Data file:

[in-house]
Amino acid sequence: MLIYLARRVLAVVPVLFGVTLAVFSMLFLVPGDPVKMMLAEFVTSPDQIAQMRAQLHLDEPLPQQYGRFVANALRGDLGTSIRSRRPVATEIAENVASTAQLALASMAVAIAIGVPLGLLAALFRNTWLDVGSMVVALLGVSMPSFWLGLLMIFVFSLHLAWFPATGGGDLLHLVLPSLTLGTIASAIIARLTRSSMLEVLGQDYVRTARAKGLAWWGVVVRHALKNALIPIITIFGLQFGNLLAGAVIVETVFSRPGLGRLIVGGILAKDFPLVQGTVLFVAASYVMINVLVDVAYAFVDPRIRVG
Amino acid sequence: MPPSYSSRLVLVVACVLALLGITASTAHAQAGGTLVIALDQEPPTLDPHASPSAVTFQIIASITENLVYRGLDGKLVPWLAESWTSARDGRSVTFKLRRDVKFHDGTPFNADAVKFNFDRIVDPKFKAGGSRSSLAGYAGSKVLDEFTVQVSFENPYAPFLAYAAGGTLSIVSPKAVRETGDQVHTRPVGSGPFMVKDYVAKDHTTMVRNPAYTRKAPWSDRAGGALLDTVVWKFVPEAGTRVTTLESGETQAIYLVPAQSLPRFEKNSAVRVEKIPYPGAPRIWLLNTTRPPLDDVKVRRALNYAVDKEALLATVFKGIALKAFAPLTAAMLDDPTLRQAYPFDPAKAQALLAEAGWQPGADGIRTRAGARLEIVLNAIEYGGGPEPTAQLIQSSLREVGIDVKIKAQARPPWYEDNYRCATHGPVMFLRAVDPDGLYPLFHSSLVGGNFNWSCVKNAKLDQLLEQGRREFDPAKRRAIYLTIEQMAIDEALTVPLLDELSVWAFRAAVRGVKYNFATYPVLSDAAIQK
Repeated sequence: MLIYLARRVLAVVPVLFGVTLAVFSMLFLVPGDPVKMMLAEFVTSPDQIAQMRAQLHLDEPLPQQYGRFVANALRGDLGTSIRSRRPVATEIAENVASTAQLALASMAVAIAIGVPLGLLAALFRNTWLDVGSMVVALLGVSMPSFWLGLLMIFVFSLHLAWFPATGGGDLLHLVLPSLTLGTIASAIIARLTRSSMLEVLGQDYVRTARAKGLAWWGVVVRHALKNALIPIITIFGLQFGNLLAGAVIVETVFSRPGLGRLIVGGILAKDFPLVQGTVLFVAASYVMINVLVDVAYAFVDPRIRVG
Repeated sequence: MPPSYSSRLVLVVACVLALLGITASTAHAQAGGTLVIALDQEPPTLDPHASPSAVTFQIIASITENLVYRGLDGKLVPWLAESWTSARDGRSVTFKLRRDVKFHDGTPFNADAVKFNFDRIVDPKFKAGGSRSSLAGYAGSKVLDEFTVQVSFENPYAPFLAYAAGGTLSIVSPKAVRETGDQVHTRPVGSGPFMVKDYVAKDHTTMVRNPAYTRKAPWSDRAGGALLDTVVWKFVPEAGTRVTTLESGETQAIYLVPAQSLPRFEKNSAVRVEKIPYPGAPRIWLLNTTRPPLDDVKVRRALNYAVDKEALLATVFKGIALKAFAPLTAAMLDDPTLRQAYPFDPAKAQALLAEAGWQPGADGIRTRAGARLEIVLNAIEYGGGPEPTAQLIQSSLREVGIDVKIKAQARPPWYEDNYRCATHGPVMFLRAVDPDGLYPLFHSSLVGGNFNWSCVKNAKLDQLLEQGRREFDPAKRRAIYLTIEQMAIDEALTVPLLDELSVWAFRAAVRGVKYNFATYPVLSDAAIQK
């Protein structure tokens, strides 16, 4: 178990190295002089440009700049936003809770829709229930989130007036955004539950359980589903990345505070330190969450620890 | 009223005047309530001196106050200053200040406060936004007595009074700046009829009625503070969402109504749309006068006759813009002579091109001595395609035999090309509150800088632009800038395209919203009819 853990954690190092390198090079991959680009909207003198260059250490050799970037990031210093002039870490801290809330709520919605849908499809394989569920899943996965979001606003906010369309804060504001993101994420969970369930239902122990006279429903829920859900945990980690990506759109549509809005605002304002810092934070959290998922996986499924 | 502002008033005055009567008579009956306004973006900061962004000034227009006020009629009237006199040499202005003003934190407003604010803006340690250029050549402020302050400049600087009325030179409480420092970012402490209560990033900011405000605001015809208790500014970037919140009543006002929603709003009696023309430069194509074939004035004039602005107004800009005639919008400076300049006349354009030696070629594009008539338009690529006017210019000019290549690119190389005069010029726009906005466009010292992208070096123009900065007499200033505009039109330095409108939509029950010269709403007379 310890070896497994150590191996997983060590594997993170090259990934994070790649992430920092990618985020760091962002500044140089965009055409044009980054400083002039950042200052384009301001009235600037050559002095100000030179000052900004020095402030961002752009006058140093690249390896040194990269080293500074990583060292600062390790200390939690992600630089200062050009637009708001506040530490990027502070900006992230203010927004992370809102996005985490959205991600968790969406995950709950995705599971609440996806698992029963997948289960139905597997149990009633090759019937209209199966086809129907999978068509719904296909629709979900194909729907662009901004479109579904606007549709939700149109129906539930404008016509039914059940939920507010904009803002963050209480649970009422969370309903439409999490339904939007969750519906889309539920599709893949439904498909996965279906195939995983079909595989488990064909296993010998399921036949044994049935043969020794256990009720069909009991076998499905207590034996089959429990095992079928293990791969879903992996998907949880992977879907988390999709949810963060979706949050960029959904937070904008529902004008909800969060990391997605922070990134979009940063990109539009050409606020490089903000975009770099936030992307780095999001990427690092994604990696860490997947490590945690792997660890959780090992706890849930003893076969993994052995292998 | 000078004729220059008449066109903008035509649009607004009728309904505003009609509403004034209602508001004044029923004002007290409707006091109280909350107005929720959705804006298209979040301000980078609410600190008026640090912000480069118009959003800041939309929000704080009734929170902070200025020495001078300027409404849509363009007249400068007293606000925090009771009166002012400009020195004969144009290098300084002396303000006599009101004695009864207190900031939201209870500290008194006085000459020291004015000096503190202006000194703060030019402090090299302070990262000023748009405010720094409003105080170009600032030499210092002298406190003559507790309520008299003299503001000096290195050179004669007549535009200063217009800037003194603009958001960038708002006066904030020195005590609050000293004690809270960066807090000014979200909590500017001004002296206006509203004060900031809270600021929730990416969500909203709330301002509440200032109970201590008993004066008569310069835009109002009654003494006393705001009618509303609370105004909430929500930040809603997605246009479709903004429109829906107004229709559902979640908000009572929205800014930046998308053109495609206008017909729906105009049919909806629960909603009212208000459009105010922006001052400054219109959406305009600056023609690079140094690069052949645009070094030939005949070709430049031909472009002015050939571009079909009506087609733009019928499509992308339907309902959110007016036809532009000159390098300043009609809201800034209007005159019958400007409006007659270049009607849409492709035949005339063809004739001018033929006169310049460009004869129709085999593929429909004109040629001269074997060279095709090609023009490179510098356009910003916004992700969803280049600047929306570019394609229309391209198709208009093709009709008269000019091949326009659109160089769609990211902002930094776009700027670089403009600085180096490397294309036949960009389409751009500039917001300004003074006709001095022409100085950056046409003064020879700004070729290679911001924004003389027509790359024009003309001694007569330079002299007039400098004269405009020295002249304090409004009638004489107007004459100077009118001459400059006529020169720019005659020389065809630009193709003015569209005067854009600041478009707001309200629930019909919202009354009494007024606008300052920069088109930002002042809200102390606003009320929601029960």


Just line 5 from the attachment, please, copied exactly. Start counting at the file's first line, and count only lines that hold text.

Repeated sequence: MPPSYSSRLVLVVACVLALLGITASTAHAQAGGTLVIALDQEPPTLDPHASPSAVTFQIIASITENLVYRGLDGKLVPWLAESWTSARDGRSVTFKLRRDVKFHDGTPFNADAVKFNFDRIVDPKFKAGGSRSSLAGYAGSKVLDEFTVQVSFENPYAPFLAYAAGGTLSIVSPKAVRETGDQVHTRPVGSGPFMVKDYVAKDHTTMVRNPAYTRKAPWSDRAGGALLDTVVWKFVPEAGTRVTTLESGETQAIYLVPAQSLPRFEKNSAVRVEKIPYPGAPRIWLLNTTRPPLDDVKVRRALNYAVDKEALLATVFKGIALKAFAPLTAAMLDDPTLRQAYPFDPAKAQALLAEAGWQPGADGIRTRAGARLEIVLNAIEYGGGPEPTAQLIQSSLREVGIDVKIKAQARPPWYEDNYRCATHGPVMFLRAVDPDGLYPLFHSSLVGGNFNWSCVKNAKLDQLLEQGRREFDPAKRRAIYLTIEQMAIDEALTVPLLDELSVWAFRAAVRGVKYNFATYPVLSDAAIQK